Dexycu (dexamethasone intraocular suspension 9%, EyePoint Pharmaceuticals) is another novel delivery tool that can simplify the cataract surgery journey for patients (Figure 3). Injected as a depot intracamerally behind the iris following IOL insertion and viscoelastic removal, Dexycu offers sustained-release dexamethasone over the course of one month and provides a continual, decreasing dose of steroid without drops following surgery. While this depot can migrate from behind the iris and into the anterior chamber, sometimes causing visually significant floaters or corneal edema, these are typically self-limited and resolve as the drop dissolves.
These new drop-sparing options for steroid delivery not only offer patients more independence and ease in the perioperative period, but they can also help decrease toxicity to the ocular surface by minimizing preservatives.
SIMPLIFYING THE JOURNEY
All of the exciting, developing technologies for drug delivery, such as drops and novel delivery mechanisms, aim to improve patient outcomes and comfort and simplify the months-long process of drops that patients have been accustomed to expect from cataract surgery. No single regimen is perfect for all patients, but our expanded toolbox of delivery mechanisms and agents allows us to customize each patient’s treatment to their needs.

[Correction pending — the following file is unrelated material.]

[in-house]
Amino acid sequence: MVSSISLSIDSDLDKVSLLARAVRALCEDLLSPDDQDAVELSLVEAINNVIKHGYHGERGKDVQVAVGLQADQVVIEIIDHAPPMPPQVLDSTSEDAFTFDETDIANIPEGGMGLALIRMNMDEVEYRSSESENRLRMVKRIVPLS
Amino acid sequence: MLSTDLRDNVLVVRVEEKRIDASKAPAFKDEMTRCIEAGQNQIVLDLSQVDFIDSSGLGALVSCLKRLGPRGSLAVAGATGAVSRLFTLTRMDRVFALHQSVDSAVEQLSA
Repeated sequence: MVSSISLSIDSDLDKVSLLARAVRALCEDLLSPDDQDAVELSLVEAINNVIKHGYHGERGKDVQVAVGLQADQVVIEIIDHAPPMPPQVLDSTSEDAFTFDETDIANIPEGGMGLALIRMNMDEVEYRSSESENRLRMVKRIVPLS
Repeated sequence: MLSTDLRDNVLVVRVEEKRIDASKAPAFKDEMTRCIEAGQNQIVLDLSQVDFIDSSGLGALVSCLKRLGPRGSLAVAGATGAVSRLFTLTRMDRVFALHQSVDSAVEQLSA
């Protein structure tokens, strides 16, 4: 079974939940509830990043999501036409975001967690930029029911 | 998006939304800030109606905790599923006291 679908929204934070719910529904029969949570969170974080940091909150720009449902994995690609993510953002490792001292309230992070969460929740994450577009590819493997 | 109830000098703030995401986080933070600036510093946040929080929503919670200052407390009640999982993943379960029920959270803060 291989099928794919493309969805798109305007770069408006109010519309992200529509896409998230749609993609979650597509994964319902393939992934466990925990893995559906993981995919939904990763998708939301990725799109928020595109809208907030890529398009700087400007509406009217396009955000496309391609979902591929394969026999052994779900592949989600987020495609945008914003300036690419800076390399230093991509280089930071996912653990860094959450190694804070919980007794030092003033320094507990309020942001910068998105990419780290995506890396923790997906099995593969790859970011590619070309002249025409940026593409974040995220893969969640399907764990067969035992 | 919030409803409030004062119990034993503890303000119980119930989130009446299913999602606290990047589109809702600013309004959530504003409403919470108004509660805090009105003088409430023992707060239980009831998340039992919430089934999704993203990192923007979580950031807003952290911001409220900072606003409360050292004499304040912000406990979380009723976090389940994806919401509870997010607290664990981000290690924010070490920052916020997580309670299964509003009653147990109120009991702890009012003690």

We now have more delivery options available to patients who do not wish to, or are not able to, instill eyedrops. We also have better pharmacologic agents in drop form that are gentler on the ocular surface and require less frequent dosing than previously available. As technology continues to expand, so will our ability to further optimize the surgery and postoperative process for our patients. OM
- Aptel F, Colin C, Kaderli S, et al. Management of postoperative inflammation after cataract and complex ocular surgeries: a systematic review and Delphi survey. Br J Ophthalmol. 2017;101:1-10.
- Laursen SB, Erichsen JH, Holm LM, Kessel L. Prevention of macular edema in patients with diabetes after cataract surgery. J Cataract Refract Surg. 2019;45:854-869.
- Kessel L, Tendal B, Jorgensen KJ, et al. Post-cataract prevention of inflammation and macular edema by steroid and nonsteroidal anti-inflammatory eye drops: a systematic review. Ophthalmology. 2014;121:1915-1924.
- Kim SJ, Schoenberger SD, Thorne JE, et al. Topical nonsteroidal anti-inflammatory drugs and cataract surgery: a report by the American Academy of Ophthalmology. Ophthalmology. 2015;122:2159-2168.
- Korenfeld MS, Silverstein SM, Cooke DL, Vogel R, Crockett RS; Difluprednate Ophthalmic Emulsion 0.05% (Durezol) Study Group. Difluprednate ophthalmic emulsion 0.05% for postoperative inflammation and pain. J Cataract Refract Surg. 2009;35:26-34.
- Fong R, Silverstein BEE, Peace JH, Williams JI, Vittitow JL. Submicron loteprednol etabonate ophthalmic gel 0.38% for the treatment of inflammation and pain after cataract surgery. J Cataract Refract Surg. 2018;44:1220-1229.
- Shopf L, Enlow E, Popov A, Bourassa J, Chen H. Ocular pharmacokinetics of a novel loteprednol etabonate 0.4% ophthalmic formulation. Ophthalmol Ther. 2014;3:63-72.
- Nassiri S, Hwang FS, Kim J, et al. Comparative analysis of intravitreal triamcinolone acetonide-moxifloxacin versus standard perioperative eyedrops in cataract surgery. J Cataract Refract Surg. 2019;45:760-765.